Yesterday, we reported that the FBI denied a FOIA request on the grounds that releasing the information it had about Carrier IQ, a smartphone diagnostic tracking program, could jeopardize ongoing investigations. In doing so, the agency may have revealed that it somehow obtains and uses information being tracked by the program, which was revealed as secretly installed on millions of smartphones in recent months.
Although the FBI hasn't issued a statement over whether or not it uses the type of information collected by Carrier IQ, the software company itself has come out to say it doesn't provide said content to the agency. The Wall Street Journal has more:
Carrier IQ has never provided any data to the FBI. If approached by a law enforcement agency, we would refer them to the network operators because the diagnostic data collected belongs to them and not Carrier IQ.Carrier IQs data is not designed to address the special needs of law enforcement. The diagnostic data that we capture is mostly historical and won’t reveal where somebody is and what they are doing on a real-time basis.
Still, that doesn't mean the FBI isn't getting its hands on the information collected from the smartphone provider that subscribes to the program. The Wall Street Journal notes that in an interview with with AllThingD’s John Paczkowski, Carrier IQ said it would refer law enforcement to the provider if information was requested:
You say you are not permitted to analyze, resell or reuse any of the information gathered for your own purposes, or to pass it to any third party, unless required by law. Do you know if law enforcement uses Carrier IQ data, and in what manner?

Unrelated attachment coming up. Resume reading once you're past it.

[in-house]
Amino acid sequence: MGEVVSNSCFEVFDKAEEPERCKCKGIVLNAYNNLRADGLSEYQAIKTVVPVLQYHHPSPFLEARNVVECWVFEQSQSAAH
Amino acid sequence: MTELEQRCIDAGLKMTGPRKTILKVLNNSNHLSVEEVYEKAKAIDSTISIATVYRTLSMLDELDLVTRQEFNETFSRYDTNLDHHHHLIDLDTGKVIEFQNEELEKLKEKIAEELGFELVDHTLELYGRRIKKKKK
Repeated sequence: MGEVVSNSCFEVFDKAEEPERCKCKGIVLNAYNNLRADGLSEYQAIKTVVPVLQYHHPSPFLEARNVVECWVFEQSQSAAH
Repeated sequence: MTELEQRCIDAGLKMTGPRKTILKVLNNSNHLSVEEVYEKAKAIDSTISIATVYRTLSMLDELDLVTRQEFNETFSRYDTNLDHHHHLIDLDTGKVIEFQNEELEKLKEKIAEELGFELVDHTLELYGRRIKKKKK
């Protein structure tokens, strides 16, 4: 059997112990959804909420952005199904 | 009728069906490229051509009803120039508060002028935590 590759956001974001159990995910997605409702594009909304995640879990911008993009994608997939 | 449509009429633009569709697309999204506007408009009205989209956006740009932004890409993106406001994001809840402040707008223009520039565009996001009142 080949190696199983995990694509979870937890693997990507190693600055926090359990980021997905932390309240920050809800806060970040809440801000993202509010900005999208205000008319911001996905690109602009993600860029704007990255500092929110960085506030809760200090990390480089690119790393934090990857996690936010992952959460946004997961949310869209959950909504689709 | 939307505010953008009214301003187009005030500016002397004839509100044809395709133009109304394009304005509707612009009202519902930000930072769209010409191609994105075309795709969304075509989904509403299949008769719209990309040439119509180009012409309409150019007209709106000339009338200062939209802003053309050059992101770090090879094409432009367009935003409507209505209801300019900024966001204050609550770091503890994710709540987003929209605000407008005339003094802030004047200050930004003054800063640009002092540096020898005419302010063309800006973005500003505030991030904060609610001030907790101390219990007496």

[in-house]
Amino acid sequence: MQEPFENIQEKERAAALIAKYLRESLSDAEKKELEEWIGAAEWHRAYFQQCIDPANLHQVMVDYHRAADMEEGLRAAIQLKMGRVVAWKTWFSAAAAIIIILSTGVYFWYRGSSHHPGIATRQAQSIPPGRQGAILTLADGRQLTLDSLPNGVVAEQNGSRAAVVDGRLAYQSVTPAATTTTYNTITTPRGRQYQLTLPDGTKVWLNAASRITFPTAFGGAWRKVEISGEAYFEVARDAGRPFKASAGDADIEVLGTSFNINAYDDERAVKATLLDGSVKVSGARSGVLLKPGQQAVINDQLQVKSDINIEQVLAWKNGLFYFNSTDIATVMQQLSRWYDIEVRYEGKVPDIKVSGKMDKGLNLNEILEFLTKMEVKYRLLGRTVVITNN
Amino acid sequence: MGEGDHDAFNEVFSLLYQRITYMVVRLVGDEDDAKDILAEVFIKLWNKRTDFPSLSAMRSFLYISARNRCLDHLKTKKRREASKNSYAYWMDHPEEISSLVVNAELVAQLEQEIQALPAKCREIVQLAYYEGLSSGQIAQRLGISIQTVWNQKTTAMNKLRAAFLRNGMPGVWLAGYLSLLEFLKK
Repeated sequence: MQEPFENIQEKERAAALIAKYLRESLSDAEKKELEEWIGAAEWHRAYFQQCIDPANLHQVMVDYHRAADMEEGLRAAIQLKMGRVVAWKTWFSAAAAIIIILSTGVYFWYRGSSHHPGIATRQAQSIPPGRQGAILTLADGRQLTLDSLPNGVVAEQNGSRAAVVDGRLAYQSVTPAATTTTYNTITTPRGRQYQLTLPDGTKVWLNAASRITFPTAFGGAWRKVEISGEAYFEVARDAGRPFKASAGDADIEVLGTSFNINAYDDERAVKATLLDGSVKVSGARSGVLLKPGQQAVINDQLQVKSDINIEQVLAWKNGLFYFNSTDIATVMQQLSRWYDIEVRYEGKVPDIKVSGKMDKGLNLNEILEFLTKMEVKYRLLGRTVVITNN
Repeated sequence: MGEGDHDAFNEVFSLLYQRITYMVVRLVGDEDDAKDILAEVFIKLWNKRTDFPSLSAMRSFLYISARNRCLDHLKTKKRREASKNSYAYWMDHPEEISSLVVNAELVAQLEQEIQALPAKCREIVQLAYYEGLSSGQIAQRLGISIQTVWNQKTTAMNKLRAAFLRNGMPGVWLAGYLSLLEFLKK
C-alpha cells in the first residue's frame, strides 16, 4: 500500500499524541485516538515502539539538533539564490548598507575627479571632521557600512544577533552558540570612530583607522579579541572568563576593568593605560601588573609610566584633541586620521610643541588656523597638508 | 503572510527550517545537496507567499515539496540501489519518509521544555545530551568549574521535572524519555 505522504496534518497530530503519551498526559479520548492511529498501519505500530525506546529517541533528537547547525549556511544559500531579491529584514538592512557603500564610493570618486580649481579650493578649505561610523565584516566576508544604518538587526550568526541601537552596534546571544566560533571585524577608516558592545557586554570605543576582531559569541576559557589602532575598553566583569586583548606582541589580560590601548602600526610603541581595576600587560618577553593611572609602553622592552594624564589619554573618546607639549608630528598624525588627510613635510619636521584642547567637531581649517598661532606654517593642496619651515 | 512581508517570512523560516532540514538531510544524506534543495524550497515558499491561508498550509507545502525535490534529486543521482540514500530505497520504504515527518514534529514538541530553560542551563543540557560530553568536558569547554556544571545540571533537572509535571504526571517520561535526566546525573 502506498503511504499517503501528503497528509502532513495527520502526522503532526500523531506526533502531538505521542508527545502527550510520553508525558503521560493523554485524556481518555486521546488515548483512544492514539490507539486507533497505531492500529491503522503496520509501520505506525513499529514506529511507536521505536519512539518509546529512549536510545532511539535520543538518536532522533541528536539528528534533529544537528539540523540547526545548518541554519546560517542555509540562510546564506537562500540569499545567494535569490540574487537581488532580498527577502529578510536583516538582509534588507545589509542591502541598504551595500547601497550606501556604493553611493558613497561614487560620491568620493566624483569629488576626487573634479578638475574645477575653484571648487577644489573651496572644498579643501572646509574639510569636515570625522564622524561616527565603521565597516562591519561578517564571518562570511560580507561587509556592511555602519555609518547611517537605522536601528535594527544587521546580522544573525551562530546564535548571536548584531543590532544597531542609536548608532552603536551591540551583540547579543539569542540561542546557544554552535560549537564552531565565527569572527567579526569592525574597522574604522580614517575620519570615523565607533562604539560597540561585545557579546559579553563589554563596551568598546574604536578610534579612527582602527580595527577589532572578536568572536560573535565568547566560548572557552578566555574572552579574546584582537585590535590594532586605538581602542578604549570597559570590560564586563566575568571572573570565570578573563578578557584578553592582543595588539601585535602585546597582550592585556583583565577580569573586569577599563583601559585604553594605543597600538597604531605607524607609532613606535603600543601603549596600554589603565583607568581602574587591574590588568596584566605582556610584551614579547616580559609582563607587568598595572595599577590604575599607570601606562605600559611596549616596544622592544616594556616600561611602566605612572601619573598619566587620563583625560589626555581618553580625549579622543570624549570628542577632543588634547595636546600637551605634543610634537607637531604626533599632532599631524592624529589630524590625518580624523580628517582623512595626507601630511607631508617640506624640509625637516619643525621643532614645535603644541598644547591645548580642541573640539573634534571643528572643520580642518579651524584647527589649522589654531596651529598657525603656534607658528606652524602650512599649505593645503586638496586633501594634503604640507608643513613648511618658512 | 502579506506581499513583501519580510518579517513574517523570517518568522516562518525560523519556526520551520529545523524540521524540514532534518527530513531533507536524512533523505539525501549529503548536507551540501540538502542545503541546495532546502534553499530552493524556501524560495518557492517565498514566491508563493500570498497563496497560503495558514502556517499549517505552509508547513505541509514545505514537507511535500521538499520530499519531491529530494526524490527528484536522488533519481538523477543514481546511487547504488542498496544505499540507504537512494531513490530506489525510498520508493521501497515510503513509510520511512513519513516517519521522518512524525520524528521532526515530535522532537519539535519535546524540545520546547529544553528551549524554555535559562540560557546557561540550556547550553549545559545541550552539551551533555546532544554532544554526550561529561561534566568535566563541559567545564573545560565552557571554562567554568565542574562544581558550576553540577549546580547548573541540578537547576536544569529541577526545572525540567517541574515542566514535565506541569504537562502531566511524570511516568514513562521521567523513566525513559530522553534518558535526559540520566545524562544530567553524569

Lenhart: We have been approached by law enforcement about using our technology, and every time it’s happened, we’ve determined that that’s not an appropriate use of it. A lot of data that we capture is historical, so if you really want to find out where somebody is and what they’re doing, our technology isn’t going to give you that. Remember, this is diagnostic data. And we don’t share it with anyone.
But you do say that you would hand over data if required by law.
Lenhart: We would refer them to the carriers, because the diagnostic data collected belongs to the network operators, not Carrier IQ.
Currently, under the Electronic Communications Privacy Act, law enforcement can obtain digital information, including email and cellphone records, without a warrant. It is unclear whether the metrics carriers can receive from the Carrier IQ program -- which the company has said includes battery life and dropped calls -- would be included under that law.
Carrier IQ admitted recently that due to a bug in its program, some unintentional tracking of text messages could have taken place. It is an issue the company is resolving.